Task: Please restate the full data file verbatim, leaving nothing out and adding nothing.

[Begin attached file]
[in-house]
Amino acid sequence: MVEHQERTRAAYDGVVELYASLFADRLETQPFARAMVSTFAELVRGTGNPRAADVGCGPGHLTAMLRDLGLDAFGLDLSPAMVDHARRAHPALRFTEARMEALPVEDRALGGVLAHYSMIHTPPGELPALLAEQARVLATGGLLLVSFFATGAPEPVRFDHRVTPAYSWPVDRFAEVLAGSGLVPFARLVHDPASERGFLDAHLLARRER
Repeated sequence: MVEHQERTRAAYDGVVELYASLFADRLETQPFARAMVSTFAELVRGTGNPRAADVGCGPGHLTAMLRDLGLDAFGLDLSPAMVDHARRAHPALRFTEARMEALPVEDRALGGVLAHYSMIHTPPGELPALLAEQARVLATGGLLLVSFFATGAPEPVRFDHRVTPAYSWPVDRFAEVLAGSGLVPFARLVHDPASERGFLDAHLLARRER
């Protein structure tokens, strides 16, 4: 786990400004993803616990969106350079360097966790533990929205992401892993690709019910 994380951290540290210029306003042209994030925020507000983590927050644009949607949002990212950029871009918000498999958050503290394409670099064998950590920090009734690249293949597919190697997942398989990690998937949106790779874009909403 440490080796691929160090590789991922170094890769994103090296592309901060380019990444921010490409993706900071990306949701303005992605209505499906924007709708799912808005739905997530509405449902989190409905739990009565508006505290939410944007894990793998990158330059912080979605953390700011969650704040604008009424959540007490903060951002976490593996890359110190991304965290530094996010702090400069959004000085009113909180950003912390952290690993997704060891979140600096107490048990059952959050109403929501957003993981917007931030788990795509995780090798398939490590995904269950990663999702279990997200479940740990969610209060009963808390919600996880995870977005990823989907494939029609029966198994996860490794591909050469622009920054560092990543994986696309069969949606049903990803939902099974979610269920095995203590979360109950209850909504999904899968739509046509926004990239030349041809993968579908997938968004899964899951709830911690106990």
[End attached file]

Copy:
[in-house]
Amino acid sequence: MVEHQERTRAAYDGVVELYASLFADRLETQPFARAMVSTFAELVRGTGNPRAADVGCGPGHLTAMLRDLGLDAFGLDLSPAMVDHARRAHPALRFTEARMEALPVEDRALGGVLAHYSMIHTPPGELPALLAEQARVLATGGLLLVSFFATGAPEPVRFDHRVTPAYSWPVDRFAEVLAGSGLVPFARLVHDPASERGFLDAHLLARRER
Repeated sequence: MVEHQERTRAAYDGVVELYASLFADRLETQPFARAMVSTFAELVRGTGNPRAADVGCGPGHLTAMLRDLGLDAFGLDLSPAMVDHARRAHPALRFTEARMEALPVEDRALGGVLAHYSMIHTPPGELPALLAEQARVLATGGLLLVSFFATGAPEPVRFDHRVTPAYSWPVDRFAEVLAGSGLVPFARLVHDPASERGFLDAHLLARRER
């Protein structure tokens, strides 16, 4: 786990400004993803616990969106350079360097966790533990929205992401892993690709019910 994380951290540290210029306003042209994030925020507000983590927050644009949607949002990212950029871009918000498999958050503290394409670099064998950590920090009734690249293949597919190697997942398989990690998937949106790779874009909403 440490080796691929160090590789991922170094890769994103090296592309901060380019990444921010490409993706900071990306949701303005992605209505499906924007709708799912808005739905997530509405449902989190409905739990009565508006505290939410944007894990793998990158330059912080979605953390700011969650704040604008009424959540007490903060951002976490593996890359110190991304965290530094996010702090400069959004000085009113909180950003912390952290690993997704060891979140600096107490048990059952959050109403929501957003993981917007931030788990795509995780090798398939490590995904269950990663999702279990997200479940740990969610209060009963808390919600996880995870977005990823989907494939029609029966198994996860490794591909050469622009920054560092990543994986696309069969949606049903990803939902099974979610269920095995203590979360109950209850909504999904899968739509046509926004990239030349041809993968579908997938968004899964899951709830911690106990």